Tuesday 20 March 2018

RTÉ denies O'Sullivan influenced broadcasts on O'Higgins report

Former An Garda Síochána commissioner Noírín O’Sullivan
Former An Garda Síochána commissioner Noírín O’Sullivan
Shane Phelan

Shane Phelan

A barrister representing RTÉ has said broadcasts based on the then-unpublished O'Higgins Commission report were not influenced by former Garda Commissioner Nóirín O'Sullivan.

The Disclosures Tribunal is investigating whether Ms O'Sullivan, using briefing material prepared in Garda Headquarters, influenced or attempted to influence broadcasts on May 9, 2016 in which Sgt Maurice McCabe was branded a liar and irresponsible.

Sean Gillane SC told Mr Justice Peter Charleton this proposition was rejected by RTÉ.

The barrister examined Sgt McCabe in relation to his knowledge of broadcasts on various RTÉ programmes that day.

Sgt McCabe said he had heard one broadcast, an item on 'Morning Ireland' at 8.20am, but his wife had listened to others.

He agreed he was concerned or upset about the use of the word "lie" during the broadcast, which he described as "awful".

Mr Gillane pointed out the broadcast had gone through each and every incident in respect of which Sgt McCabe had made complaints, with the exception of one chapter. The barrister said RTÉ crime correspondent Paul Reynolds explicitly reported that Sgt McCabe was "quite correct" in relation to his complaint about the handling of an incident on a bus.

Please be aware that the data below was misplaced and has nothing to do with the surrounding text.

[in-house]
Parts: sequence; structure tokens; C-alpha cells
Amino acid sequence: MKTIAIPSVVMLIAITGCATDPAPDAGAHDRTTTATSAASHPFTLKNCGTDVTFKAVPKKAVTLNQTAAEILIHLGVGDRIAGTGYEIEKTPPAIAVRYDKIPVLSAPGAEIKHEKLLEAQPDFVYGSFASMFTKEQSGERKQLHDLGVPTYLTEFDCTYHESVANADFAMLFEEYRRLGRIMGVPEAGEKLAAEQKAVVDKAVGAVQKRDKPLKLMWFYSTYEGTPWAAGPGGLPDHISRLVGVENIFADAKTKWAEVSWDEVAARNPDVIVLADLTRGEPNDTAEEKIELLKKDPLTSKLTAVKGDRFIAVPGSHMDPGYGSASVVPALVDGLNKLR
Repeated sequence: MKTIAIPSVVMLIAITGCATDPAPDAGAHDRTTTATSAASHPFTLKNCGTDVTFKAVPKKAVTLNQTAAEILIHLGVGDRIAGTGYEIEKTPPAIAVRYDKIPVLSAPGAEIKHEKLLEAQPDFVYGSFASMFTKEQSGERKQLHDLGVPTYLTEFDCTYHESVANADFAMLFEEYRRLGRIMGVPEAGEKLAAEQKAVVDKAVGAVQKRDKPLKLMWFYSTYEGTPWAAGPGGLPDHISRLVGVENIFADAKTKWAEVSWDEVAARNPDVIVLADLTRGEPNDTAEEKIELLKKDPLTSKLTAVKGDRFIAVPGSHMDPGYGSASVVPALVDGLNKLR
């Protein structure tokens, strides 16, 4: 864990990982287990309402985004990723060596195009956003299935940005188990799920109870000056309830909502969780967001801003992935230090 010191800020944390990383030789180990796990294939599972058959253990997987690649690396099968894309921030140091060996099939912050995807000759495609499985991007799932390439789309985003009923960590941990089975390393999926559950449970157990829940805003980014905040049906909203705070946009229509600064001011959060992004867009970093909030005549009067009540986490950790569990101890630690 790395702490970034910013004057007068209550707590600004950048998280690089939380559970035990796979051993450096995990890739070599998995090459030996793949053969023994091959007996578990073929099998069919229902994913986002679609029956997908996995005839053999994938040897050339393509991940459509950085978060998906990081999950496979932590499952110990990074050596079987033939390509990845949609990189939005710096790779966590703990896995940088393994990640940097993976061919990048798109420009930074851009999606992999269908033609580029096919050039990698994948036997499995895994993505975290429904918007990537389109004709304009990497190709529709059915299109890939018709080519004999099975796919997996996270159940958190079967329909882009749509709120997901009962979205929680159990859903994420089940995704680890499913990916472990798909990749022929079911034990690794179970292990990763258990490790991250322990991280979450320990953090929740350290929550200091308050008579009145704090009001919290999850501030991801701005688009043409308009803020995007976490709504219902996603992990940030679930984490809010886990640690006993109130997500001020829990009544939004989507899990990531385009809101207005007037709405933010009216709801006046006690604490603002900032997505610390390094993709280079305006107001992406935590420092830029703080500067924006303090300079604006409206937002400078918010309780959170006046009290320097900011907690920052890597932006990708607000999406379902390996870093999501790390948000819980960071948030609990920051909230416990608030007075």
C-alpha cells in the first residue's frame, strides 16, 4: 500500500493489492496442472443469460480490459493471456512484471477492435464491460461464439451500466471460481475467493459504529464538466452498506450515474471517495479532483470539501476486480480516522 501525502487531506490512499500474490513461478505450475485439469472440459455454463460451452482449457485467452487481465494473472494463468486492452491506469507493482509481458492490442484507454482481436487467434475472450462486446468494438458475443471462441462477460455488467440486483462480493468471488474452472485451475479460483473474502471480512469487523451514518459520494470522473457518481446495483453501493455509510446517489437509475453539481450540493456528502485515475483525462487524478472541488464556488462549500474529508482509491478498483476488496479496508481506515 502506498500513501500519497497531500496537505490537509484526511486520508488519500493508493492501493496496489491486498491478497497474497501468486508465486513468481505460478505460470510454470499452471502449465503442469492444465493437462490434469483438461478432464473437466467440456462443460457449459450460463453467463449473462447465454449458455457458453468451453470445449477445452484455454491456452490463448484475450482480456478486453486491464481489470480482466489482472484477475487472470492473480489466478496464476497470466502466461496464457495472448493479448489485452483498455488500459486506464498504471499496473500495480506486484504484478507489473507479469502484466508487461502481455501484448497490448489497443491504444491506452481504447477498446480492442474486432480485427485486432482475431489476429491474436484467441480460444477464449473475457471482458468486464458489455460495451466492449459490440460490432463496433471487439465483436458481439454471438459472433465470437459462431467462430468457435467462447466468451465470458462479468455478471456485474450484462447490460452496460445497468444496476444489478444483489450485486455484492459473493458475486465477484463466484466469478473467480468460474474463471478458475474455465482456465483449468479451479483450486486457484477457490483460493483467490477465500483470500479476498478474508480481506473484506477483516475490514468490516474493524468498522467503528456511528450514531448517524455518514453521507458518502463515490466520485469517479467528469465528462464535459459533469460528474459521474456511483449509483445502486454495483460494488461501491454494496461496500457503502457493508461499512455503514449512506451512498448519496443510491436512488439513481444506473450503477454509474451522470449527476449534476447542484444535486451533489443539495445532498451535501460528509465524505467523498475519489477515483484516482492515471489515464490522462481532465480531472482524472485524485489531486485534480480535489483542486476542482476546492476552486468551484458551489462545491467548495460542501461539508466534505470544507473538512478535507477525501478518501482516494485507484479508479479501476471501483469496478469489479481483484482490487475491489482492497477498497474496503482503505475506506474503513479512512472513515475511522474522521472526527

Similarly, Mr Reynolds said Sgt McCabe "correctly examined deficiencies" and had been commended for "diligence and duty" in relation to other complaints. He also reported Sgt McCabe was "quite rightly exonerated" in another case involving a missing computer.

The barrister gave further examples from broadcasts later that day in which Mr Reynolds and other journalists quoted positive findings about Sgt McCabe.

Mr Gillane said that when the word "lie" was used, it was in connection with a passage relating to an assault.

He said: "But again, just in relation to that, in the context of the programme, Mr Reynolds said in that context that you were quite right to be suspicious of the withdrawal of the complaint in that case. And also, in the context of describing it as a lie, Mr Reynolds explicitly referred to your concern as genuine and commendable and then quoted in the same sentence Judge O'Higgins's terminology, which I think was the use of the word untruth."

Sgt McCabe said he thought it was "a nasty article" and his heart was sinking when he heard it. The tribunal heard he rang to complain and told a news editor to expect a solicitor's letter after the editor said RTÉ was standing over the broadcast.

Irish Independent

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